ADA Requirements for Handicap Parking Signs

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The Americans with Disabilities Act (ADA), passed in 1990, prevents discrimination against people with physical or mental disabilities. The act sets standards for accessibility, including those defining the ADA handicap parking sign requirements. These regulations ensure that people with mobility issues can access the same places as everyone else.

Individual cities and states may have more stringent parking sign policies than the ADA itself. For instance, New Jersey requires a supplemental parking sign alongside the handicap parking sign that explains the penalties for parking illegally in a handicap spot.

ADA Handicap Parking Sign Requirements

The ADA requires the sign to display the International Symbol of Access, a figure resembling a person in a wheelchair. Extra-large spaces must display a secondary sign reading “van accessible.”

Signs must be in front of each handicap parking space. The bottom edge of the sign must be at least 5 feet from the ground and easily viewable by drivers.

The ADA also requires spots to be marked on the pavement. It’s common for spaces to be marked with the International Symbol of Access in blue paint, while others simply mark the front of the space with a line of blue paint. It’s up to municipalities and state laws to determine the color and type of ground marking for a handicap spot.

Which Locations Require Handicap Parking Spaces?

Any location that offers parking to the public, including employees, must provide accessible parking spots. More specifically, entities requiring handicap parking are listed in Title II and Title III of the ADA. While parking lots with four spaces or fewer don’t have to meet the ADA handicap parking sign requirements, they still must provide spaces that meet accessibility guidelines.

One often-overlooked facet of the law is a provision to address the need for handicap parking in temporary lots set up on gravel or grass fields. Event coordinators, business owners and others who need spaces for customers and visitors might want to consult with an attorney to ensure they have the number and type of spaces required.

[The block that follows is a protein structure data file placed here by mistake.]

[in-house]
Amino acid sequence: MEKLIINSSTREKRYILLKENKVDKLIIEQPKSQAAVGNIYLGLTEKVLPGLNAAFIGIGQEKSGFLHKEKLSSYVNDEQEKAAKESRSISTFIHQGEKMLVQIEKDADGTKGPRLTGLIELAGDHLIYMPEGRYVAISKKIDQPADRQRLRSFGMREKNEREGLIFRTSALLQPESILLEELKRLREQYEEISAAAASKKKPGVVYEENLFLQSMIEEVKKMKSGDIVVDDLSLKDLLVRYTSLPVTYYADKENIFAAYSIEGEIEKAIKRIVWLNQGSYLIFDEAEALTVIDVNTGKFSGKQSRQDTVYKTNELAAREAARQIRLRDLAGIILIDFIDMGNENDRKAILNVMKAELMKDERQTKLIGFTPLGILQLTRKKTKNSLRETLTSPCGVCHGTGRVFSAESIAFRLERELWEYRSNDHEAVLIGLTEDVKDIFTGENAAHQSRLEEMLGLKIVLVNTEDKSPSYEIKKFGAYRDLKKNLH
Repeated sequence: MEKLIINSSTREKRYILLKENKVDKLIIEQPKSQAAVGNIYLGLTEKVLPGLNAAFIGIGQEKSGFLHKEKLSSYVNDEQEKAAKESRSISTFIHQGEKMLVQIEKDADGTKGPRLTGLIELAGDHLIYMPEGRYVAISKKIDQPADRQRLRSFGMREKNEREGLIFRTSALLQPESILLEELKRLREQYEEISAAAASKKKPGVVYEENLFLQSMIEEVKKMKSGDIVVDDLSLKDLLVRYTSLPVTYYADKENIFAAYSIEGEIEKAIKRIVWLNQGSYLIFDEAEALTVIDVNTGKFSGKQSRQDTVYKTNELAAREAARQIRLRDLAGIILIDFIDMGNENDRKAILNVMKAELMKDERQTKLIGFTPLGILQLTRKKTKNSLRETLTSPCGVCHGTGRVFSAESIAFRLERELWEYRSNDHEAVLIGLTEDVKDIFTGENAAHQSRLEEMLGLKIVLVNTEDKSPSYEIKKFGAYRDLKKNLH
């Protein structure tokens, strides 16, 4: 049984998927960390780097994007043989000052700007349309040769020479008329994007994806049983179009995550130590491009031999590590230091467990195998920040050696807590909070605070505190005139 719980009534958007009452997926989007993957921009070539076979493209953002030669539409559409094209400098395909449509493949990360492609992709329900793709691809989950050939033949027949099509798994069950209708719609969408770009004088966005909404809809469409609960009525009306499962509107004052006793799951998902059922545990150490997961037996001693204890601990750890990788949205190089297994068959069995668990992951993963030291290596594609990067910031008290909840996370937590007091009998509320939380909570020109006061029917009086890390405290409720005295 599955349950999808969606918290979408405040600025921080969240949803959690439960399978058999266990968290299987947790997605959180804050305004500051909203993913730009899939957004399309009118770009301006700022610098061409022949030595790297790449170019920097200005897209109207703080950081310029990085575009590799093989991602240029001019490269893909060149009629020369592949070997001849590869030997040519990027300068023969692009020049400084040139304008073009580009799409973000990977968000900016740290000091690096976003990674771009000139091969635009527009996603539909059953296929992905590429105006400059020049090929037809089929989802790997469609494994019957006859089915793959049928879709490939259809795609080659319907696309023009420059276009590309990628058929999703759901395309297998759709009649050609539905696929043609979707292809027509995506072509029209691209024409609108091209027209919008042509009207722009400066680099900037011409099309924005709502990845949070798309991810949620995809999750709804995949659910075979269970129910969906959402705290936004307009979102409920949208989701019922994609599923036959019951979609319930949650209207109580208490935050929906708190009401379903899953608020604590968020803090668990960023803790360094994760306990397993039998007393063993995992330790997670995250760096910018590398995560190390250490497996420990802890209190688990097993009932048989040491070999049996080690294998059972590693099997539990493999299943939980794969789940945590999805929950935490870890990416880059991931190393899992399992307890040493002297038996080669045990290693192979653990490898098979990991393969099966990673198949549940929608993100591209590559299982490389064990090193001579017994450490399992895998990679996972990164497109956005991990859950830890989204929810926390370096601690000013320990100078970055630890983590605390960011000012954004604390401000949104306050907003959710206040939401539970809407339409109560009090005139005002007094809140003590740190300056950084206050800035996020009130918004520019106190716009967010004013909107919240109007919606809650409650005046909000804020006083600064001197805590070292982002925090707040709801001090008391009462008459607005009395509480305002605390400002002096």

Types of Handicap Parking Spaces Required by the ADA

Two types of handicap parking spaces are required by the ADA: accessible parking spaces and van-accessible parking spaces. Handicap spots are 8 feet wide with 5 feet of clearance. Two spaces can share the same clearance area. Van-accessible spaces are 11 feet wide with an additional 5 feet of clearance.

How Many Handicap Spaces Are Required per Lot?

ADA standards require one van-accessible spot for every six regular handicap parking spots. That means that when only one spot is required, it must be van-accessible parking.

The number of handicap parking spaces per lot depends on the number of total parking spaces and the type of venue. Hospitals must reserve 10 percent of their parking spaces for handicap spots, while physical rehabilitation centers must reserve 20 percent. Other establishments start at one handicap space per 25 parking spaces, up to 2 percent for a lot of 501 spots or more.

It’s important to note that each facility’s parking obligations are figured on a lot or garage basis, not on the total number of spots available.

How Did Handicap Parking Laws Change in 2010?

The Department of Justice updated ADA requirements in 2010. In particular, the changes called for more accessible van parking spaces, which require a wider space and access lane. Older parking facilities were not required to meet the new guidelines if they were complaint with the original standards set by the ADA. However, upgrades like resurfacing and restriping made after March 2012 must conform to the ADA 2010 handicap parking space painting requirements.

Any entity required to provide handicap parking spaces should review current ADA handicap parking sign requirements to ensure compliance, not only to prevent discrimination, but to avoid unnecessary lawsuits.